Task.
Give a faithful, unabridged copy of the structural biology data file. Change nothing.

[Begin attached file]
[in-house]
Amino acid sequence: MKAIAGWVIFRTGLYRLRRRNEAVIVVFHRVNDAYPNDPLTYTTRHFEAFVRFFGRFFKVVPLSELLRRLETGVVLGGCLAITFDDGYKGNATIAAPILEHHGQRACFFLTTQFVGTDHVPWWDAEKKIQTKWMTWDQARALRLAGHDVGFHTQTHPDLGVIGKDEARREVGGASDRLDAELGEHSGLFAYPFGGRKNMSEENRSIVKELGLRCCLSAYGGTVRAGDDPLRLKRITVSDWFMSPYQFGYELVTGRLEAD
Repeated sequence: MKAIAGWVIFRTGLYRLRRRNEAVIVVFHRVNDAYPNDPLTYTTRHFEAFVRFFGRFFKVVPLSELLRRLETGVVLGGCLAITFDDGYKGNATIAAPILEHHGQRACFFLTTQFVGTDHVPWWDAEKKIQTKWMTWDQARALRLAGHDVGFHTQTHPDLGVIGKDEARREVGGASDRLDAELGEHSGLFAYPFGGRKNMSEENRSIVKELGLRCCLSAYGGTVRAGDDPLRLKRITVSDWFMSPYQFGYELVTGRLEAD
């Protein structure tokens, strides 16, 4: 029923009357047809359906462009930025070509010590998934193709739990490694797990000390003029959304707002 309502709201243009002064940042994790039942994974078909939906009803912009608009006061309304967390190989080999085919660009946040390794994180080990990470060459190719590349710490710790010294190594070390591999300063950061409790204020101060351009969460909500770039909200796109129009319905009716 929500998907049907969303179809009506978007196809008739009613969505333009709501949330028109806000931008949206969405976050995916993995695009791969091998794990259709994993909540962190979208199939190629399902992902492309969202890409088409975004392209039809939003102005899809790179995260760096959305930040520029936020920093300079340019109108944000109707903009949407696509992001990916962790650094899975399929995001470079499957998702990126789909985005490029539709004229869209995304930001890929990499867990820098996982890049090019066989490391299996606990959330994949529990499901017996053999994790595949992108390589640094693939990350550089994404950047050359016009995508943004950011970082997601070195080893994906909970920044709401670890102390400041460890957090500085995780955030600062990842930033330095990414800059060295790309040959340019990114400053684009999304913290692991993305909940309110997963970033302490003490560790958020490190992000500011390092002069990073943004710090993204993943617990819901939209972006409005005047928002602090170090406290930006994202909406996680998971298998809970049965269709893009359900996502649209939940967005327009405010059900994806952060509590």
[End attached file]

[in-house]
Amino acid sequence: MKAIAGWVIFRTGLYRLRRRNEAVIVVFHRVNDAYPNDPLTYTTRHFEAFVRFFGRFFKVVPLSELLRRLETGVVLGGCLAITFDDGYKGNATIAAPILEHHGQRACFFLTTQFVGTDHVPWWDAEKKIQTKWMTWDQARALRLAGHDVGFHTQTHPDLGVIGKDEARREVGGASDRLDAELGEHSGLFAYPFGGRKNMSEENRSIVKELGLRCCLSAYGGTVRAGDDPLRLKRITVSDWFMSPYQFGYELVTGRLEAD
Repeated sequence: MKAIAGWVIFRTGLYRLRRRNEAVIVVFHRVNDAYPNDPLTYTTRHFEAFVRFFGRFFKVVPLSELLRRLETGVVLGGCLAITFDDGYKGNATIAAPILEHHGQRACFFLTTQFVGTDHVPWWDAEKKIQTKWMTWDQARALRLAGHDVGFHTQTHPDLGVIGKDEARREVGGASDRLDAELGEHSGLFAYPFGGRKNMSEENRSIVKELGLRCCLSAYGGTVRAGDDPLRLKRITVSDWFMSPYQFGYELVTGRLEAD
């Protein structure tokens, strides 16, 4: 029923009357047809359906462009930025070509010590998934193709739990490694797990000390003029959304707002 309502709201243009002064940042994790039942994974078909939906009803912009608009006061309304967390190989080999085919660009946040390794994180080990990470060459190719590349710490710790010294190594070390591999300063950061409790204020101060351009969460909500770039909200796109129009319905009716 929500998907049907969303179809009506978007196809008739009613969505333009709501949330028109806000931008949206969405976050995916993995695009791969091998794990259709994993909540962190979208199939190629399902992902492309969202890409088409975004392209039809939003102005899809790179995260760096959305930040520029936020920093300079340019109108944000109707903009949407696509992001990916962790650094899975399929995001470079499957998702990126789909985005490029539709004229869209995304930001890929990499867990820098996982890049090019066989490391299996606990959330994949529990499901017996053999994790595949992108390589640094693939990350550089994404950047050359016009995508943004950011970082997601070195080893994906909970920044709401670890102390400041460890957090500085995780955030600062990842930033330095990414800059060295790309040959340019990114400053684009999304913290692991993305909940309110997963970033302490003490560790958020490190992000500011390092002069990073943004710090993204993943617990819901939209972006409005005047928002602090170090406290930006994202909406996680998971298998809970049965269709893009359900996502649209939940967005327009405010059900994806952060509590």